Quiet quitting: what TikTok has to say about "silent quitters

After the "big quit", the quiet quitting appeared in July 2022. With this term, the Gallup polling institute refers to people who "don't go above and beyond at work, and are content to meet their job description". Does silent resignation reflect a gradual disengagement from one's professional duties? Is it a prelude to professional change?

Sylvie Rascol-Boutard, University of Montpellier and Aurélia El Yacoubi, University of Montpellier

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To try and understand this supposedly silent phenomenon, we went to investigate a rather noisy place: TikTok. All videos posted between July and December 2022 were analyzed, along with their comments, which emerged by entering the keywords "quiet quitting".

The videos feature a wide variety of profiles from all over the world. The manual and automated textualanalysis we carried out, which was the subject of a paper presented at the 2023 congress of the Association francophone de gestion des ressources humaines(AGRH), highlighted a number of major features of the phenomenon.

Reasonable or lazy?

"No longer committed", "no involvement", "disconnected from the company's values","defined by something other than work". Those who resign silently are first and foremost witnessing a loss of meaning and discomfort at work. Manifest signs of this silent resignation are disengagement, demotivation and detachment from work. Their wishes include a better work-life balance and greater respect for their private sphere. Silent resignation can even be presented as self-evident: it's just a matter of "doing your job normally", of "working in a sensible way"; it's even sometimes asserted virulently.

Some then continue to work as normal, but without exceeding certain self-imposed limits: "no overtime","no additional tasks". They say they "do the bare minimum"; they may also knowingly "hand in work late", or even claim "non-compliance with schedules".

Many people play with the limits of what they can (and can't) do. "Taking breaks" is allowed, but overdoing it is unprofessional, even prohibited. The issue is the blurred boundary between what the employee establishes and what is acceptable to the employer. Often, the silent resigner is qualified as such, because the boundary, if crossed, is hardly perceptible or reprehensible. This is referred to as "withdrawal" behavior.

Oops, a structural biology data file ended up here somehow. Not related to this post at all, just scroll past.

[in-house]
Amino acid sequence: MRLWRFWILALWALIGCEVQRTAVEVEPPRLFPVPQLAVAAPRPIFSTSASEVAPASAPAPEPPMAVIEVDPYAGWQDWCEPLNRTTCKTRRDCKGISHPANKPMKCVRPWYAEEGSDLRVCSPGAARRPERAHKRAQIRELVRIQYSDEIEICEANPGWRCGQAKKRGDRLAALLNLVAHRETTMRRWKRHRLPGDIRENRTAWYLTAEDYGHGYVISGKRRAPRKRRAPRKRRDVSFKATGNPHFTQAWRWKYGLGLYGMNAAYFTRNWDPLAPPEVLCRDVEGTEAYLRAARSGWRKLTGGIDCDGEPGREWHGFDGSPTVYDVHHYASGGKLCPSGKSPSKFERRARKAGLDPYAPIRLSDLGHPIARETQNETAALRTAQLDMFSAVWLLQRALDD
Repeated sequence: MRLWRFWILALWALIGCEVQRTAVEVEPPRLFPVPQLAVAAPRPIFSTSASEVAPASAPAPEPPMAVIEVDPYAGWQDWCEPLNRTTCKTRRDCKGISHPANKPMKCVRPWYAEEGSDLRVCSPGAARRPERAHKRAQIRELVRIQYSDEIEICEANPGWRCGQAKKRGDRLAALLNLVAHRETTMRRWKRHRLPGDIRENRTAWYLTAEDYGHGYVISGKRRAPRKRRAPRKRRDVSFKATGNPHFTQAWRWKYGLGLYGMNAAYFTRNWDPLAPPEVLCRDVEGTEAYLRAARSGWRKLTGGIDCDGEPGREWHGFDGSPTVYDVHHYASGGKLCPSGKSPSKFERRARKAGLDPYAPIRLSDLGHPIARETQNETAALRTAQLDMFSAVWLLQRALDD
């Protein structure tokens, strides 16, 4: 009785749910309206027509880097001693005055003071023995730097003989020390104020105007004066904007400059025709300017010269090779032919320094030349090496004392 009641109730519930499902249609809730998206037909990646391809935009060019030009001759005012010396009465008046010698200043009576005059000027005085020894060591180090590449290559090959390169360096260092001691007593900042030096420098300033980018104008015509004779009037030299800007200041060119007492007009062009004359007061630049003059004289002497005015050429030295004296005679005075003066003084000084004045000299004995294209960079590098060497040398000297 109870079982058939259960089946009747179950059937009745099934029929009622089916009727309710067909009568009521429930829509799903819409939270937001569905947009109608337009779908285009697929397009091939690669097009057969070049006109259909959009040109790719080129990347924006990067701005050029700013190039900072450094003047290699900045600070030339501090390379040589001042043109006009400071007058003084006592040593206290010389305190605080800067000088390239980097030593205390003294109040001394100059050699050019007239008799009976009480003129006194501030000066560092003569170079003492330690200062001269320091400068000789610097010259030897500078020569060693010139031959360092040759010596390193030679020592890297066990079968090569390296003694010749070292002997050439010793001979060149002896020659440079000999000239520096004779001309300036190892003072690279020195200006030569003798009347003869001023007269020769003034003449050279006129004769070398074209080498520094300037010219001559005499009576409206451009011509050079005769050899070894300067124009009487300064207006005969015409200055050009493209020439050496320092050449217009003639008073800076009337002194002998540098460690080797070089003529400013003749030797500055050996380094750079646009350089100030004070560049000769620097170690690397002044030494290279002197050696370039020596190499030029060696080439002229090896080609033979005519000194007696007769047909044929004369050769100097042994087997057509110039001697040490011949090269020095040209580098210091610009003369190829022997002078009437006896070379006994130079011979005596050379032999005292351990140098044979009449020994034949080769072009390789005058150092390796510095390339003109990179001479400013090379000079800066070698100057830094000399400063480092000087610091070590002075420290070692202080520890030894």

More critical approaches to silent resigners come from people in management positions. For them, the silent quitter is lazy, "lazy". They lack ambition and are "cheating their employer". Their behavior is counter-productive, a waste of the company's time, and they "don't want to move on".

Taking a back seat

Several reasons are put forward to explain the silent resignation. The first relates to remuneration below the level expected given the work accomplished: the wish is to "work at the level of ["his"] salary". A perceived injustice would thus be redressed.

Another family of reasons concerns the perceived work overload. The silent quitter has "no time, no vacations"; he suffers from "overwork". They may also feel that they have "no recognition from ["their"] employer for ["their"] work". Some of the reasons given also concern societal issues to which they are reacting: a "deep malaise [" inherent in "] the world of work" as a whole; "post-Covid reflection and questioning"; or "the aftermath of the big resignation".

When this takes the form of withdrawal behavior, is it an upstream phase of professional change? Perhaps these silent resigners are engaged in a gradual process of organizational disinvestment. Withdrawal behavior could be a protection used by the individual, a strategy of psychological disinvestment to, for example, guard against a possible burn-out.

Waiting for a change, our tiktokeurs would maintain a minimal level of activity. They might also calculate their involvement at work in order to become more involved in their private sphere, naming this posture by a fashionable term. Finally, because they're on their way out, at the end of their contract for example, they would naturally disengage from the organization and their work. We therefore have a number of hypotheses as to their subsequent career paths, which could be explored in more in-depth, longitudinal research.

For HR, spotting weak signals

Nonetheless, this research opens up new prospects for human resources managers in terms of detecting professional transitions before they actually occur.

In the run-up to a professional change, weak signals are emitted. Silent resignation could be one of them. By identifying disinvestment, however inconspicuous, or refusal to take on responsibilities or work overtime, the human resources manager can detect individuals who need to be re-engaged with the work team. He can also facilitate their professional transition, whether internal or external to the organization.

Our research does not allow us to draw any definitive conclusions over the long term: silent resigners may or may not decide to leave, to continue behaving in this way or not. And the social network studied is not without its limitations and biases. However, the richness of the verbatim data, the diversity of the respondents, and the consistency of the data and their analysis with the literature on professional change make it a fascinating source of material, particularly for understanding a phenomenon that claims to be silent.

Sylvie Rascol-Boutard, Senior Lecturer in Management Sciences, University of Montpellier and Aurélia El Yacoubi, PhD student in Management Sciences, University of Montpellier

This article is republished from The Conversation under a Creative Commons license. Read theoriginal article.